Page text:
Evaluation of a brief 4-session psychoeducation procedure for high worriers based on the mood-as-input hypothesis

Dash, Suzanne R, Meeten, Frances, Jones, Fergal and Davey, Graham C L (2015) Evaluation of a brief 4-session psychoeducation procedure for high worriers based on the mood-as-input hypothesis. Journal of Behavior Therapy and Experimental Psychiatry, 46. pp. 126-132. ISSN 00057916

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Abstract

Background & objectives
Given the ubiquity of worrying as a consuming and distressing activity at both clinical and sub-clinical levels, it is important to develop theory-driven procedures that address worrying and allow worriers to manage this activity. This paper describes the development and testing of a psychoeducation procedure based on mood-as-input hypothesis, which is a transdiagnostic model that describes a proximal mechanism for perseverative worrying. The study used nonclinical participants meeting IAPT criteria indicating GAD symptomatology.

Methods
In 4 sessions, participants in experimental groups received psychoeducation about the basic principles of the mood-as-input hypothesis and received guidance on how to identify and change worry-relevant goal-directed decision rules and negative moods. Participants in the psychoeducation conditions were compared with participants in a befriending control group.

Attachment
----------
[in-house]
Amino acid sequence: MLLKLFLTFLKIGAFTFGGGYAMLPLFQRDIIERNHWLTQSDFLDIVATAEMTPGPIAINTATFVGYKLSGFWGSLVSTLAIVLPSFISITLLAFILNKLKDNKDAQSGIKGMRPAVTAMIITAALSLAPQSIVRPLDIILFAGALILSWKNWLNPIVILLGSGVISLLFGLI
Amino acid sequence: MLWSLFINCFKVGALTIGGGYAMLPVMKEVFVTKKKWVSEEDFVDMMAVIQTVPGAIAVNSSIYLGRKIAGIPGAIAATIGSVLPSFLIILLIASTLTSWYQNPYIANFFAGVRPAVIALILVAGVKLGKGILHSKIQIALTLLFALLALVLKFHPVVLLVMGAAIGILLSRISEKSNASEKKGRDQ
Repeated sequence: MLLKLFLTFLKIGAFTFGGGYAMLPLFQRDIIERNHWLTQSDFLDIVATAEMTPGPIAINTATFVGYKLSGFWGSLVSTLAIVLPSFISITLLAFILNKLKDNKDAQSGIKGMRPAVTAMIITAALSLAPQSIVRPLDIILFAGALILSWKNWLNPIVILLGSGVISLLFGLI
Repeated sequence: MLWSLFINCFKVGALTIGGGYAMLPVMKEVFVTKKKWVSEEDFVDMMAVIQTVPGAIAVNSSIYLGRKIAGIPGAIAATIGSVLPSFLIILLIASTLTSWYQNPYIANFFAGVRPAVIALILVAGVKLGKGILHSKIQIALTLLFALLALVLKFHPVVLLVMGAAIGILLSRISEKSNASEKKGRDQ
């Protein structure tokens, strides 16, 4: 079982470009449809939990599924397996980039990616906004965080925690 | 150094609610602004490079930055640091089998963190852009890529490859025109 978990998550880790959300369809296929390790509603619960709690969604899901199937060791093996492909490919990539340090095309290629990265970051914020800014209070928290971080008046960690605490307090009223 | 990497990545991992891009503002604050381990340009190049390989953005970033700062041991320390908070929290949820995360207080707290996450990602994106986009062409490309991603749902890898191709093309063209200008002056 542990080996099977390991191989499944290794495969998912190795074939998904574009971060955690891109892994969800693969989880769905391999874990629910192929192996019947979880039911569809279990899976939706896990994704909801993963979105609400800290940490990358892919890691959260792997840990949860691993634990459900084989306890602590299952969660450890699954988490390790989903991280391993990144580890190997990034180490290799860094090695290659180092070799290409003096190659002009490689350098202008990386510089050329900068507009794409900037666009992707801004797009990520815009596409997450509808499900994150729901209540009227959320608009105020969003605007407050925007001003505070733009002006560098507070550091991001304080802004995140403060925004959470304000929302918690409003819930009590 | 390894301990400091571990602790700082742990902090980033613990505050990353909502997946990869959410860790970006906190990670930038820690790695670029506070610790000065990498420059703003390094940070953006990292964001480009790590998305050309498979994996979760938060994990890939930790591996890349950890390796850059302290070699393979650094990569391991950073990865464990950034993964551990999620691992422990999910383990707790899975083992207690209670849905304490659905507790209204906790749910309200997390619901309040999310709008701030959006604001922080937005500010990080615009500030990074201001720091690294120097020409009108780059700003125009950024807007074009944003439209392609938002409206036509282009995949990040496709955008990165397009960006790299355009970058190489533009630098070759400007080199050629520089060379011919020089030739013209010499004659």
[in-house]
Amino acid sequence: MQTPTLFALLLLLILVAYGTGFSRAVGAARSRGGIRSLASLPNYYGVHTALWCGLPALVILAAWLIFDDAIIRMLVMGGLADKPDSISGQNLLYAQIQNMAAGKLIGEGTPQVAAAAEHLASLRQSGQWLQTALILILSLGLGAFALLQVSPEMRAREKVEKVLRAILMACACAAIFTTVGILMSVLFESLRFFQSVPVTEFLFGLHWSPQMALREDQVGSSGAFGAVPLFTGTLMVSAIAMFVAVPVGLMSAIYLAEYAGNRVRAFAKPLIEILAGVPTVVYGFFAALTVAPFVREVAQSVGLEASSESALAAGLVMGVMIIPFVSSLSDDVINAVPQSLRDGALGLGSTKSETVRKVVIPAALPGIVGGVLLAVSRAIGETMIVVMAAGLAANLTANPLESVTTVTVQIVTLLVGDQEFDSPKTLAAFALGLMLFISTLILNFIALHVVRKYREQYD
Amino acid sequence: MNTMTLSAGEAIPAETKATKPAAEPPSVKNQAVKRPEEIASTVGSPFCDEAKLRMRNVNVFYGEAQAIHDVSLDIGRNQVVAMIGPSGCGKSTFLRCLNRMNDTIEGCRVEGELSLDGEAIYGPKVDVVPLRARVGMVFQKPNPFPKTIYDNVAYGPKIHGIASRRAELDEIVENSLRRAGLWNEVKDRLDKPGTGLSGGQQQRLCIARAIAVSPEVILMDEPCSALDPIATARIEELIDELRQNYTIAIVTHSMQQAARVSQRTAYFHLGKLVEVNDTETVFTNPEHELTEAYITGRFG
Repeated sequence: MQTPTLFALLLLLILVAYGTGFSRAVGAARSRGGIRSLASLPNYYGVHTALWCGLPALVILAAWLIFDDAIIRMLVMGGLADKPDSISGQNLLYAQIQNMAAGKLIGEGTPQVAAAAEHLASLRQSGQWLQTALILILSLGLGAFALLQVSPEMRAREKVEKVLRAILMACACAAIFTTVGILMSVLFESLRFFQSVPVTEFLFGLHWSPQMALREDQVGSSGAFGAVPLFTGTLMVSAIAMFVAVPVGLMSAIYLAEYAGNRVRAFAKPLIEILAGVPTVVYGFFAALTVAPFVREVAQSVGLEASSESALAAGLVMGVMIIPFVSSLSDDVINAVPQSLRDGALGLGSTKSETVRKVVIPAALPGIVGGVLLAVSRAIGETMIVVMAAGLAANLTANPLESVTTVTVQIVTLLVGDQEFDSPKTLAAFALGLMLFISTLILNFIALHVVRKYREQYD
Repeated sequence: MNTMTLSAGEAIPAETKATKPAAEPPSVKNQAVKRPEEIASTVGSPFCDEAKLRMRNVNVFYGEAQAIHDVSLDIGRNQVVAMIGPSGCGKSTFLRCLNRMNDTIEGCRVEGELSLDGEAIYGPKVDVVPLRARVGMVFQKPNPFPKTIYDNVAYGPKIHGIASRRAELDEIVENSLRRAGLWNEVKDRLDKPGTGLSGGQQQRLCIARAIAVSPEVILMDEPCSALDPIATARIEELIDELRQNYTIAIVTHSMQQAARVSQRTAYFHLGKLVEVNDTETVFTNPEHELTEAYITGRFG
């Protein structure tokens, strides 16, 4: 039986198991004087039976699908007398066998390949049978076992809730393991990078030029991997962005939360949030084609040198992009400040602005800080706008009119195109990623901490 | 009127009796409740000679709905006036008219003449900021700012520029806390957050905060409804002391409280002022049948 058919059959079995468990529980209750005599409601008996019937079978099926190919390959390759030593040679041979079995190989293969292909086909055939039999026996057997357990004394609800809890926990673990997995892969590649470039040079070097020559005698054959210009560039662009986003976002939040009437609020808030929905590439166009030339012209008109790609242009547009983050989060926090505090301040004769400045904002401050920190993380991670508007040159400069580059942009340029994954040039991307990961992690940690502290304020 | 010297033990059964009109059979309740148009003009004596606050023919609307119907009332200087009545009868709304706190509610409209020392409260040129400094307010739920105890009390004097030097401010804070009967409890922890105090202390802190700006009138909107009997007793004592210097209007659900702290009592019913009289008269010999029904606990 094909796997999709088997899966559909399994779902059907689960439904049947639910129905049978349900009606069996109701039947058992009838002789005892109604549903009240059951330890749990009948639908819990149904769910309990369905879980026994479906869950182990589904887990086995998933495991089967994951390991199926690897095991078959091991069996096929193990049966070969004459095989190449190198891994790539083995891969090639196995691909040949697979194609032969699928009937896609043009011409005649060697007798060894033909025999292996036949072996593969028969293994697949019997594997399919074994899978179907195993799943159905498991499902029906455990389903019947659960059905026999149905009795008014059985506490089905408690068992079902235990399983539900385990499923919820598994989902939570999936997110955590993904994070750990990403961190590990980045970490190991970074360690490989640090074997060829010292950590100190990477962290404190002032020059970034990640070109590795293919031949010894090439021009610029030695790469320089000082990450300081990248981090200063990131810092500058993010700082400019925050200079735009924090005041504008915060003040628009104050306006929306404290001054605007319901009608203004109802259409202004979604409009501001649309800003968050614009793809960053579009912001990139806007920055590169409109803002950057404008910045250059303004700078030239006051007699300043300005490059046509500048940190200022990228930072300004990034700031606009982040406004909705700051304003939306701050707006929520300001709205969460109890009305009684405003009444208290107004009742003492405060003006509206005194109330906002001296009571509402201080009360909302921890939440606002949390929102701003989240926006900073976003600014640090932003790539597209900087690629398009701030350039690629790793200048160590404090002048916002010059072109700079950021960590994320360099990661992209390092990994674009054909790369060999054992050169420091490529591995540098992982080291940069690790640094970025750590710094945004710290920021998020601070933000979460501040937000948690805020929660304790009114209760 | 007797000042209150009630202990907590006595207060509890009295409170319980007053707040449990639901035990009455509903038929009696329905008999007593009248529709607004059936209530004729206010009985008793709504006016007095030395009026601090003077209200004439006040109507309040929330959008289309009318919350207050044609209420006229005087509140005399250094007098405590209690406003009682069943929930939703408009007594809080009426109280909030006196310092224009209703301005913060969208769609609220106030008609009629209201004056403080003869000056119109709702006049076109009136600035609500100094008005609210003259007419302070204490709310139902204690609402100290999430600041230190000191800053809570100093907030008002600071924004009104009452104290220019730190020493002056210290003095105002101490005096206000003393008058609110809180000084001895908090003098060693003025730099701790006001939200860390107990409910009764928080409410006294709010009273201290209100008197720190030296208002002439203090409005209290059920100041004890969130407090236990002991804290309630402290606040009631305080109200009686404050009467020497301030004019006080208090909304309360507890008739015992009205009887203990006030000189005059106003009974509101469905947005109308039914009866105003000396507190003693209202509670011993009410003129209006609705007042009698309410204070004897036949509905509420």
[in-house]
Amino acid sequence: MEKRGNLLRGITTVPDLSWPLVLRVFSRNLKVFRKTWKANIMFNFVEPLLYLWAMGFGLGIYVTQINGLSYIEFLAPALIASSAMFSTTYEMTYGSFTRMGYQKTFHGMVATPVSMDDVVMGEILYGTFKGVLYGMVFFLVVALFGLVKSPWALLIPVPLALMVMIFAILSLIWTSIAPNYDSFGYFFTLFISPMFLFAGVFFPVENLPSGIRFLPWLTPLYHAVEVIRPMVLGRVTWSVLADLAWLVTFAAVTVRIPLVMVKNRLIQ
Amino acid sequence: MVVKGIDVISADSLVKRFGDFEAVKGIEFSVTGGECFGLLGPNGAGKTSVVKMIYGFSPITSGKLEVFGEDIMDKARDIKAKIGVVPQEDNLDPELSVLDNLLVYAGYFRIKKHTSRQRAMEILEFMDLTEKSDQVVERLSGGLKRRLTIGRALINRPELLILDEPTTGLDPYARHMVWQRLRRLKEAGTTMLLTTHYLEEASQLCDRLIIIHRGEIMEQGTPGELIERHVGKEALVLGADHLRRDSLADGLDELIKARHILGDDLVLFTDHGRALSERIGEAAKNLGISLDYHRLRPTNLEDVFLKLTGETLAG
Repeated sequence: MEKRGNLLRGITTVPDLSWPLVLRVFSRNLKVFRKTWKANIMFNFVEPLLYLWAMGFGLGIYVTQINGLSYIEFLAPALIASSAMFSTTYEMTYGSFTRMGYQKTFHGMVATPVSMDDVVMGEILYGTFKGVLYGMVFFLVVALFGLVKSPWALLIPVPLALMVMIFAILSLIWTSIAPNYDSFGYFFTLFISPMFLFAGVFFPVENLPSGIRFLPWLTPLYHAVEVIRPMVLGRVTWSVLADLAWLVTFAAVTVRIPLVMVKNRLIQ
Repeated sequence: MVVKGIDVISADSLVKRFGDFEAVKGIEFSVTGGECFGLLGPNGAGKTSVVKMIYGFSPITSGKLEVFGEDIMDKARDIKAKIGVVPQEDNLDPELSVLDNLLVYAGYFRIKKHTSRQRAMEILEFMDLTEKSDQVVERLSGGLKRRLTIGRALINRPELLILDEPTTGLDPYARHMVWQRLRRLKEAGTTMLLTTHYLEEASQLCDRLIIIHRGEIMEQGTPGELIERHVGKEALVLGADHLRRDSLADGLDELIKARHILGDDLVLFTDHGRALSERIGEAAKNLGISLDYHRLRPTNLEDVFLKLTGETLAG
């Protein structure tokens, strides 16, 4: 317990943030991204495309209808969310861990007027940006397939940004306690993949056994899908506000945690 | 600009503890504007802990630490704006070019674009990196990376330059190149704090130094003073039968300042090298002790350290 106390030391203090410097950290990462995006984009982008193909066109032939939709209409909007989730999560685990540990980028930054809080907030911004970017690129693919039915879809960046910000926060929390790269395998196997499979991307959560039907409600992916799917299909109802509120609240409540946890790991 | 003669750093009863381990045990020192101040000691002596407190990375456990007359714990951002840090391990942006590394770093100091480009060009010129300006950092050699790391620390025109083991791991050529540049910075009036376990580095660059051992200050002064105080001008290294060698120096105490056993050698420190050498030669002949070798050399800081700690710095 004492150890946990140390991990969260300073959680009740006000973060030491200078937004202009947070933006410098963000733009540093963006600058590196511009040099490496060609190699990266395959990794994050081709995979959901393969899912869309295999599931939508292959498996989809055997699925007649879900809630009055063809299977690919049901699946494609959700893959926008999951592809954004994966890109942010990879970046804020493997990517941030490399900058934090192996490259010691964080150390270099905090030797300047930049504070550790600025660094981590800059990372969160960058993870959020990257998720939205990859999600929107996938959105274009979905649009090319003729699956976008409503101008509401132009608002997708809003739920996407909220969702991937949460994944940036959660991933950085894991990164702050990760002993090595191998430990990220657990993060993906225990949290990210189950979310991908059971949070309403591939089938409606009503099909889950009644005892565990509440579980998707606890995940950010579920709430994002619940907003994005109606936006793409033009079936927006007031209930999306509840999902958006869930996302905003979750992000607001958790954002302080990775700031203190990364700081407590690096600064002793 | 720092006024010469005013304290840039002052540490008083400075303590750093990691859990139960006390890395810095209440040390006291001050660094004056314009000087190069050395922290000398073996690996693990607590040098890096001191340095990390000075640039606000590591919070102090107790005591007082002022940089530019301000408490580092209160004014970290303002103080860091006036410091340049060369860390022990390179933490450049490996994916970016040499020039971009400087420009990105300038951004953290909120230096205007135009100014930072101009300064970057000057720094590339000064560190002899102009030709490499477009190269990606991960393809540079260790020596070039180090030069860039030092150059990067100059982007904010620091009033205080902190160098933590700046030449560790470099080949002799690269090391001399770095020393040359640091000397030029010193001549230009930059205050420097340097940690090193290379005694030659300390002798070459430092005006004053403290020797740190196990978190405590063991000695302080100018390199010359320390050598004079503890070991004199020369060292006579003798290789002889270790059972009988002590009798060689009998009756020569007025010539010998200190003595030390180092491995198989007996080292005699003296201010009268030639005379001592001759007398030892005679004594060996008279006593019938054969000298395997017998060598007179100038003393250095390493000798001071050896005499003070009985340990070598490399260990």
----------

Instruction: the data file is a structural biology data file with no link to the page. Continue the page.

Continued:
Results
Psychoeducation about the model significantly reduced PSWQ scores at follow-up compared with the befriending control condition (a between-groups large effect size, Cohen's d = 1.05), and the homework tasks undertaken by the psychoeducation groups raised mood and reduced worry immediately. At follow up 48.2% of participants in the psychoeducation groups were below the recommended cut-off for identifying GAD symptomatology compared with 20% of participants in the control condition.

Limitations
This study was conducted on a small sample, high-worry student population, without a formal diagnosis.

Conclusions
This brief, low-intensity procedure is potentially adaptable to online or self-help procedures, and can be integrated into fuller cognitive therapy packages.

Item Type: Article
Schools and Departments: School of Psychology > Psychology
Subjects: B Philosophy. Psychology. Religion > BF Psychology
Depositing User: Catrina Hey
Date Deposited: 18 Dec 2014 14:40
Last Modified: 18 Dec 2014 14:40
URI: http://sro.sussex.ac.uk/id/eprint/51757
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Project NameSussex Project NumberFunderFunder Ref
MECHANISMS OF CATASTROPHIC WORRYINGG0194ESRC-ECONOMIC & SOCIAL RESEARCH COUNCILES/H023704/1